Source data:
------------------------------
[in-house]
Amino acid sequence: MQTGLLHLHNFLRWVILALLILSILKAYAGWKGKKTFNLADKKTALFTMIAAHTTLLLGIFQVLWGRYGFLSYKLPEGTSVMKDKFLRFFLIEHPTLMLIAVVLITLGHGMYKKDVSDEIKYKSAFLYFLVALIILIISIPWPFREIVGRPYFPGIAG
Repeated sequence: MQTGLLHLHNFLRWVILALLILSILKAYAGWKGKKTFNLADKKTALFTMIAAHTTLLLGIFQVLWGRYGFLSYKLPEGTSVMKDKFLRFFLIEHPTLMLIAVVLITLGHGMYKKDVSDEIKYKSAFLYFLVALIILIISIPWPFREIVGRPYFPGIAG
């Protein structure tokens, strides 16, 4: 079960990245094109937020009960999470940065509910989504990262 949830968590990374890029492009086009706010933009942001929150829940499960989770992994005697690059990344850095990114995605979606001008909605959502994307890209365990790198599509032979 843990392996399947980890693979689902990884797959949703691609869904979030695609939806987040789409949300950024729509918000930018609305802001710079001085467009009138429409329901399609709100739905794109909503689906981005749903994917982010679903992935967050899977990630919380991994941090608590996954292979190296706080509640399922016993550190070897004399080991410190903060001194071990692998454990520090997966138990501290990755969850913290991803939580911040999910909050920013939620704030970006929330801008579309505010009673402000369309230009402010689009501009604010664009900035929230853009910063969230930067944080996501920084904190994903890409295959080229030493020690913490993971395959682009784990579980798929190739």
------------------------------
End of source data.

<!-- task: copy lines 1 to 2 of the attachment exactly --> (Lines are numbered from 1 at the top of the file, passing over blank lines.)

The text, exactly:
[in-house]
Amino acid sequence: MQTGLLHLHNFLRWVILALLILSILKAYAGWKGKKTFNLADKKTALFTMIAAHTTLLLGIFQVLWGRYGFLSYKLPEGTSVMKDKFLRFFLIEHPTLMLIAVVLITLGHGMYKKDVSDEIKYKSAFLYFLVALIILIISIPWPFREIVGRPYFPGIAG